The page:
Dealing with Postnatal / Postpartum depression Postpartum Depression is a common occurrence, experiencing depressive symptoms after giving birth does not make you an “unfit” or “bad” mother. The stigma of mental illness must be reversed so that women can be more comfortable admitting to being diagnosed with and treated for postpartum depression. Celebrities, such as Brooke Shields, Courtney Cox, Celine Dion, Britney Spears and Gwyneth Paltrow have all experienced some form of postpartum depression. They have broken some of the initial barriers by coming forward with their personal stories and helping women know that they are not alone, nor are they anything less than loving mothers wanting desperately to provide the best care possible for their children, if they could only rise above the suffocating feelings of depression and anxiety. If postpartum depression is to be quickly treated or even prevented, women cannot be afraid to step forward themselves and admit to feeling anything less than enjoyment upon becoming new mothers.
Helping someone affected with Postpartum Depression Here are some other practical ways in which you can help: • Take care of the baby, and encourage the mother to have a long, hot bath; go for a walk; visit or call a friend; and even take a nap • Help her plan a schedule for handling a few simple tasks. • Assist and encourage her in arranging child-care. • Encourage joint activities, even though she may resist. Suggest going out for dinner, watching a TV programme together, going for a walk together. Recognise that what she may need is sleep. Encourage her to rest without allowing her to feel guilty. But even though she is probably exhausted, the depressed mother may be unable to sleep. She may be helped by: • A warm bath before going to bed. • A snack, or warm, milky drink. • Avoiding exercise or excitement before bedtime. • A loving massage. • Listening to gentle music. To help her with ANXIETY and TENSION: • Massage her neck and shoulders. • Encourage her : • -to walk, swim, go to gym, or yoga classes. • -to do deep breathing exercises. • -to listen to relaxation tapes, or to music. • -to apply moist heat to her neck and shoulders. To help her with IRRITABILITY and DISTORTED THINKING: • Try not to take her criticisms personally. She is really angry and frustrated with herself. • Encourage realistic thinking, but don’t be drawn into an argument at this time. She cannot help her negativity. • Direct your own feelings of anger and frustration at her illness, not at her. She is doing the best that she can. • Talk to an understanding counsellor or doctor yourself. You also need support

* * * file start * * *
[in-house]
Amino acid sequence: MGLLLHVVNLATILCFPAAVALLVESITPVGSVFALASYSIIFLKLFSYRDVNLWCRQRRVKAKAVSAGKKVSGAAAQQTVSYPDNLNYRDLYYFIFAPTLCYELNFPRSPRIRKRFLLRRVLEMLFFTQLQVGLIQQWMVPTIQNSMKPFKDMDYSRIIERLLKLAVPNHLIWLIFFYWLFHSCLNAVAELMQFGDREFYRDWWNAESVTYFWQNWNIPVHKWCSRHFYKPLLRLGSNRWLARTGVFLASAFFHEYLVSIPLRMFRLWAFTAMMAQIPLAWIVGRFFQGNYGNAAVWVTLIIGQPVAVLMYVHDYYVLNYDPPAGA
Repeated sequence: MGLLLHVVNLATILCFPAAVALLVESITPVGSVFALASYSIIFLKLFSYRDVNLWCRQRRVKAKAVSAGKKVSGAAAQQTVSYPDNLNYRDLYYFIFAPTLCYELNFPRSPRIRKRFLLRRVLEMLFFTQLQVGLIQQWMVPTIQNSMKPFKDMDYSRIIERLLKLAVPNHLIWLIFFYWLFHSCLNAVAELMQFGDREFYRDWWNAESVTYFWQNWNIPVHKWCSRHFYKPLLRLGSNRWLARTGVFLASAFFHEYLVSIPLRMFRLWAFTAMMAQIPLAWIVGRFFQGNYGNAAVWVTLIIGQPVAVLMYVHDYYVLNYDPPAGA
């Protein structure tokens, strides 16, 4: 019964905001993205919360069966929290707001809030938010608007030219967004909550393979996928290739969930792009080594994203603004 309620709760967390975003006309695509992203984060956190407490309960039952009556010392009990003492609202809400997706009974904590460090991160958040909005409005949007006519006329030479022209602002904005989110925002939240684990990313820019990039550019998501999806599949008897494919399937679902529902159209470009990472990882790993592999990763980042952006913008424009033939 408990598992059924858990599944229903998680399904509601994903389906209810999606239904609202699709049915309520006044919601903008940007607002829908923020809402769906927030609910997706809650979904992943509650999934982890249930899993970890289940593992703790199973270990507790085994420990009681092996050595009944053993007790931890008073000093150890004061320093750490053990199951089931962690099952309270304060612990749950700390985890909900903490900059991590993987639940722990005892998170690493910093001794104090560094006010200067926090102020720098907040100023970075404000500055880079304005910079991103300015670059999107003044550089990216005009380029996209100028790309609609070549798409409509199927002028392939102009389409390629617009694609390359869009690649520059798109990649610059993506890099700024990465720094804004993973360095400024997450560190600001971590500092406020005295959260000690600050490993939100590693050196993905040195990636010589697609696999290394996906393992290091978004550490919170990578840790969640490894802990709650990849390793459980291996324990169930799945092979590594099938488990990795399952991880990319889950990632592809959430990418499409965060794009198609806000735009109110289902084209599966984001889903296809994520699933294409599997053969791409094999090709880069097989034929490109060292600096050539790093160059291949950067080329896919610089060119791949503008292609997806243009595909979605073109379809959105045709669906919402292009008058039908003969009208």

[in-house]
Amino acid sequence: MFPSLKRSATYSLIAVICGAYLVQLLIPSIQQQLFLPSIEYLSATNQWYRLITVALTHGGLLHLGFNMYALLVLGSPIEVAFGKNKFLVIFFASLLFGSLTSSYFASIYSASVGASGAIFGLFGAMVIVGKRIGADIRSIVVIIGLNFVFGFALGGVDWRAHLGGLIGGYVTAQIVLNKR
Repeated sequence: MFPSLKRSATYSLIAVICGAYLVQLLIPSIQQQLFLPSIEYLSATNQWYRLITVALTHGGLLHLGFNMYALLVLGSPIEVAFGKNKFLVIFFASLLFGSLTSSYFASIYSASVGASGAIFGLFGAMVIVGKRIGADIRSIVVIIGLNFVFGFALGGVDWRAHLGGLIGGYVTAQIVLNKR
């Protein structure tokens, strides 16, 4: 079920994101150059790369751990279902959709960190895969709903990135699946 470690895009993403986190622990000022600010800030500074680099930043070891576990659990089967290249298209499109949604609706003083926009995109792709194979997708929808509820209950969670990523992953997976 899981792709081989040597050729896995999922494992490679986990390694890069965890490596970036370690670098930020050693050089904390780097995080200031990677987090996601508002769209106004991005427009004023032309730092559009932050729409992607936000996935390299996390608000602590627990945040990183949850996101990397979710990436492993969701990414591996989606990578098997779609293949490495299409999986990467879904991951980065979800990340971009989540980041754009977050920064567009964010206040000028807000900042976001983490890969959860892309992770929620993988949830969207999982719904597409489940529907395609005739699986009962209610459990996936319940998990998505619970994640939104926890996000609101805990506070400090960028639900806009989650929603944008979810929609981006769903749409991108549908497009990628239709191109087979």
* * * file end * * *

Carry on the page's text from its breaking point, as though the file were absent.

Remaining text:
• TAKE ANY TALK OF SUICIDE VERY SERIOUSLY, AND CONSULT A PROFESSIONAL IMMEDIATELY. HELPING THE OLDER CHILDREN Not only the baby, but the older children too, will be affected by a parent’s Postnatal Depression. Their mother will not be as available to them as she was previously; she may be making unreasonable demands on them. They may also feel that their father, too, is cut off from them by his worries. They may be left for long periods with friends and relatives; their social and emotional behaviour may change as a result of the ongoing family stress, resulting in bed-wetting and misbehaviour. Coping with the older children may be an additional burden on the father. Try to find someone who can talk to the older children in an empathic way, and who can explain to them that their mother’s illness is not their fault, re-assuring them that she will recover. The children need someone skilled, who will listen to, and help them to express their feelings. Postnatal Psychosis This extremely serious condition is relatively rare, affecting 1 or 2 new mothers per thousand. In this instance, the mother loses a sense of reality, may hallucinate, hear voices and think in a bizarre manner. She may believe that people are trying to harm her, that she has given birth to a monster. She may become manic, out of control and very excitable, alternating suicidal with homicidal thinking and behavior. The mother needs urgent psychiatric help, usually involving hospitalization. She may be dangerous to herself and those around her, and will certainly need medication and professional supervision. The mother may have to be separated from the baby, which is difficult for everyone. Treatment is usually very successful.
HOW EVERYONE CAN HELP • Re-assure the mother that she will recover. • Re-assure the mother that she is not alone in feeling like this. • Listen to the mother; do not judge her. • Be patient. • Encourage the mother to seek professional help. • Encourage the mother to join a Support Group. • Re-assure the children that their mother will recover. • Re-assure the children that the illness is not their fault. • Don’t let your own feelings of helplessness get you down.